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The Government of the United States of America
The first three Articles of the Constitution of the United States set out the doctrine of the separation of powers, dividing the federal government into three branches: the legislature, the executive and the judiciary. Article One is dedicated to the legislative branch; it describes how the legislature is constituted, what its powers are as well as the limits of these powers. Article Two establishes the executive branch, defines its relations with the legislature, its powers and the limits of its powers. Article Three maps out the judicial branch, defines its jurisdication and powers as well as their limits.
Click on the box below for extracts from the US Constitution carefully. Read the extracts carefully and answer the questions by ticking the appropriate circle.
The Constitution of the United States of America
(The following extracts are taken from a transcription of the Constitution in its original form to be found on http://www.archives.gov/exhibits/charters/constitution_transcript.html.)
We the People of the United States, in Order to form a more perfect Union, establish Justice, insure domestic Tranquility, provide for the common defence, promote the general Welfare, and secure the Blessings of Liberty to ourselves and our Posterity, do ordain and establish this Constitution for the United States of America.
All legislative Powers herein granted shall be vested in a Congress of the United States, which shall consist of a Senate and House of Representatives.
The Congress shall have Power To lay and collect Taxes, Duties, Imposts and Excises, to pay the Debts and provide for the common Defence and general Welfare of the United States; but all Duties, Imposts and Excises shall be uniform throughout the United States;
To coin Money, regulate the Value thereof, and of foreign Coin, and fix the Standard of Weights and Measures;
To provide for the Punishment of counterfeiting the Securities and current Coin of the United States;
To constitute Tribunals inferior to the supreme Court;
To define and punish Piracies and Felonies committed on the high Seas, and Offences against the Law of Nations;
To declare War, grant Letters of Marque and Reprisal, and make Rules concerning Captures on Land and Water;
To raise and support Armies, but no Appropriation of Money to that Use shall be for a longer Term than two Years;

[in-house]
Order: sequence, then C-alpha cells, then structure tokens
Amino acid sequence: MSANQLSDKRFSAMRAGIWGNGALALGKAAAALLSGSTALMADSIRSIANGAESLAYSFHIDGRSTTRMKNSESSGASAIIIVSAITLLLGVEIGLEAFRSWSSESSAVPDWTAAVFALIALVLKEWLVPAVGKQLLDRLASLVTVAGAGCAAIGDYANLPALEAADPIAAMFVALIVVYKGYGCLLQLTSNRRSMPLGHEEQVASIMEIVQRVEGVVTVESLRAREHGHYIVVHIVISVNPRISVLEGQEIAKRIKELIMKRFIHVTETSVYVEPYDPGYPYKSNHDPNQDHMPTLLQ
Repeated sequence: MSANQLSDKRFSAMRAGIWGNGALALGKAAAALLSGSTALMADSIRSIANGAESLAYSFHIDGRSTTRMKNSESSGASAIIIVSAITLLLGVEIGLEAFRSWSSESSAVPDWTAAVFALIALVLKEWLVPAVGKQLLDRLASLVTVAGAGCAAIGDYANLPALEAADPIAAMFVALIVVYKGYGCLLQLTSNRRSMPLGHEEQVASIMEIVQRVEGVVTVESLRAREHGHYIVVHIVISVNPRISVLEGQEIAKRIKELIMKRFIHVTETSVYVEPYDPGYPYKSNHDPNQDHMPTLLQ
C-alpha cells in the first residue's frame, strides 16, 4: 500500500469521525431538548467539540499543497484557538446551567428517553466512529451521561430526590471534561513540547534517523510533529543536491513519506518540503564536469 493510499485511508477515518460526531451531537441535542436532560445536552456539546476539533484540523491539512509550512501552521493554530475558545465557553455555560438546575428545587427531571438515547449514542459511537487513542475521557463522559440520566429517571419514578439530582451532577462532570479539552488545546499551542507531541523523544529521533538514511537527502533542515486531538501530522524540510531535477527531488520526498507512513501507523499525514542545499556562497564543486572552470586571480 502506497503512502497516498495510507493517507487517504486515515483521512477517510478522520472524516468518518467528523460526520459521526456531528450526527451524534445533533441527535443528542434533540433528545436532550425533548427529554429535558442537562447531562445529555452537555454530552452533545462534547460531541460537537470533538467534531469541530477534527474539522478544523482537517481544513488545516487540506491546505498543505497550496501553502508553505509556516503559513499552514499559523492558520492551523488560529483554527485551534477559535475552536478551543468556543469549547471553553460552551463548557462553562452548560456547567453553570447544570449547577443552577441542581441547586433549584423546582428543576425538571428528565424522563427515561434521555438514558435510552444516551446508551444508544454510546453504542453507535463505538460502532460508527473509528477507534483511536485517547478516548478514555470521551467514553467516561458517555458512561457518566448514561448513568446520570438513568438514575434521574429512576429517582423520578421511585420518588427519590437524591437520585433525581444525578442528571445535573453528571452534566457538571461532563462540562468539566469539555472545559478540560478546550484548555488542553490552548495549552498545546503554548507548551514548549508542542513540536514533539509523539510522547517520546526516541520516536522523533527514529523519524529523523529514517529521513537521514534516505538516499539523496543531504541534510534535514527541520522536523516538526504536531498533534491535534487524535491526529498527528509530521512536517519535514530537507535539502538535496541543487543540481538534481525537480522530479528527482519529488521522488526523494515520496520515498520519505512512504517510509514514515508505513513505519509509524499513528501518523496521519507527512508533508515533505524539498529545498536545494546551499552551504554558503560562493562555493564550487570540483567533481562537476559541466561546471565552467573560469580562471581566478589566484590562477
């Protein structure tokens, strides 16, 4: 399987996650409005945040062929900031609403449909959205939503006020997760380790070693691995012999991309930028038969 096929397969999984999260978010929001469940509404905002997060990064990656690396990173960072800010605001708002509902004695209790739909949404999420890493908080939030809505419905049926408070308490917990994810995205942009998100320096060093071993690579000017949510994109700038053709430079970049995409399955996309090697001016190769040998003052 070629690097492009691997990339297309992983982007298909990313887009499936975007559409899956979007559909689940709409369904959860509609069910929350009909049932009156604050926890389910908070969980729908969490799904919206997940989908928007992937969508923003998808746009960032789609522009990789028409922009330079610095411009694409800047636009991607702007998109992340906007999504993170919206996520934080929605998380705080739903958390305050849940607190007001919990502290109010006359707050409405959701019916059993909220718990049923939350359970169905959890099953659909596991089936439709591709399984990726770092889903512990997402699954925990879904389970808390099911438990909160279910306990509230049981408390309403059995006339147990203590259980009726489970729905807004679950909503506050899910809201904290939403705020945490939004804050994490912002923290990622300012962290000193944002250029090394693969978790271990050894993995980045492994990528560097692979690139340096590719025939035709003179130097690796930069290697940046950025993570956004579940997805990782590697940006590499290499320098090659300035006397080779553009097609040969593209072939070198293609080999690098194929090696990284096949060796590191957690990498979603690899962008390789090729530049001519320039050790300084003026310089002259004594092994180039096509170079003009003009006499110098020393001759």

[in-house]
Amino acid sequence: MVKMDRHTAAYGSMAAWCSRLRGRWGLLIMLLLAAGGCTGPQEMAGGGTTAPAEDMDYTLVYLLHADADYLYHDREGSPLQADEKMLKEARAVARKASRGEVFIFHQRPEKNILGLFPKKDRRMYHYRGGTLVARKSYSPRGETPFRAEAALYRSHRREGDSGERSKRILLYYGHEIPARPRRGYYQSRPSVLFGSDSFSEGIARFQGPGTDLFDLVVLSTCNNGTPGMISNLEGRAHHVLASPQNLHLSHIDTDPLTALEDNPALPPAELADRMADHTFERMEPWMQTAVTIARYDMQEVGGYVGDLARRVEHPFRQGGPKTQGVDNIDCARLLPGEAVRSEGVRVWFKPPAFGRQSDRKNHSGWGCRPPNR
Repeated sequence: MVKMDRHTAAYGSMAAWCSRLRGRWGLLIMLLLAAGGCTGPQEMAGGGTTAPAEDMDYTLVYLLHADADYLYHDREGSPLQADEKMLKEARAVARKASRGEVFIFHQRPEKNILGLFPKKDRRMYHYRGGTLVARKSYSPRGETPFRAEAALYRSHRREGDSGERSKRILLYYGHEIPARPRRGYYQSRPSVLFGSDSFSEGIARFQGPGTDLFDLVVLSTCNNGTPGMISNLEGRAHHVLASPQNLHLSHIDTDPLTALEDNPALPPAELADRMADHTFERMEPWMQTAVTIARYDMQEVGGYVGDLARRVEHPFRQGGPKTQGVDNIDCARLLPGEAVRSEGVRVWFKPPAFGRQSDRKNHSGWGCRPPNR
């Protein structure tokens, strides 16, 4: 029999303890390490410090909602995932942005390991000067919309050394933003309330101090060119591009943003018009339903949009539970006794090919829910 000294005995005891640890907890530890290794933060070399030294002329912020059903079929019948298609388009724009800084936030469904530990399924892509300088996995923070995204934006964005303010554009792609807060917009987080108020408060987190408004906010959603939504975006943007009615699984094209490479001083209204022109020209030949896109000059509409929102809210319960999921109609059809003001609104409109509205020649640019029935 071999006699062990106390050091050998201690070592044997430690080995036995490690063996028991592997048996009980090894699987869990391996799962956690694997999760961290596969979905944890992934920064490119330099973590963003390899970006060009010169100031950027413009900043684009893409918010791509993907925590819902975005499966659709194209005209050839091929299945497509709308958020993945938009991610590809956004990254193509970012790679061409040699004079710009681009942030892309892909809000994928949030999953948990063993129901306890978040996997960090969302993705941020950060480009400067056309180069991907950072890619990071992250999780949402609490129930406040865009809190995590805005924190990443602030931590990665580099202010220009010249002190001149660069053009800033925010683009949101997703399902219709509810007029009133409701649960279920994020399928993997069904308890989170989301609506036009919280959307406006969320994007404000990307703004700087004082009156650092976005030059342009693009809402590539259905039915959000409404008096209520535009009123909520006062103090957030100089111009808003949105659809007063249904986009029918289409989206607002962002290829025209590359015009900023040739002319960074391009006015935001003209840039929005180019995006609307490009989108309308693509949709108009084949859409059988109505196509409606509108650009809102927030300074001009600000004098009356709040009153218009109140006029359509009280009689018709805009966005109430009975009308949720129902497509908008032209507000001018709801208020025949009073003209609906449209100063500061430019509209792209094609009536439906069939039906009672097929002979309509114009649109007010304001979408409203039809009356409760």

To provide and maintain a Navy;
To make Rules for the Government and Regulation of the land and naval Forces;
To provide for calling forth the Militia to execute the Laws of the Union, suppress Insurrections and repel Invasions;
To make all Laws which shall be necessary and proper for carrying into Execution the foregoing Powers, and all other Powers vested by this Constitution in the Government of the United States, or in any Department or Officer thereof.
The executive Power shall be vested in a President of the United States of America. He shall hold his Office during the Term of four Years, and, together with the Vice President, chosen for the same Term, be elected, as follows:
Each State shall appoint, in such Manner as the Legislature thereof may direct, a Number of Electors, equal to the whole Number of Senators and Representatives to which the State may be entitled in the Congress: but no Senator or Representative, or Person holding an Office of Trust or Profit under the United States, shall be appointed an Elector.
The President shall be Commander in Chief of the Army and Navy of the United States, and of the Militia of the several States, when called into the actual Service of the United States; he may require the Opinion, in writing, of the principal Officer in each of the executive Departments, upon any Subject relating to the Duties of their respective Offices, and he shall have Power to grant Reprieves and Pardons for Offences against the United States, except in Cases of Impeachment.
The judicial Power of the United States shall be vested in one supreme Court, and in such inferior Courts as the Congress may from time to time ordain and establish. The Judges, both of the supreme and inferior Courts, shall hold their Offices during good Behaviour, and shall, at stated Times, receive for their Services a Compensation, which shall not be diminished during their Continuance in Office.
The legislative branch of the United States Government consists of the House of Representatives and the Senate.
Congress consists of two houses: the House of Representatives and the Senate (see Article I, Section 1)
The Constitution of the United States of America grants the President the power to declare war.
According to the Constitution, the power to declare war lies with the Congress (see Article I, Section 8)
The executive power of the United States Government lies with the President.
"The executive Power shall be vested in a President of the United States of America." (Article II, Section 1)
According to the Constitution, the Congress shall have the power to establish lower courts.
The Congress has the power "to constitute Tribunals inferior to the supreme Court." (Article I, Section 8)
"The judicial Power of the United States shall be vested in one supreme Court, and in such inferior Courts as the Congress may from time to time ordain and establish." (Article III, Section 1)
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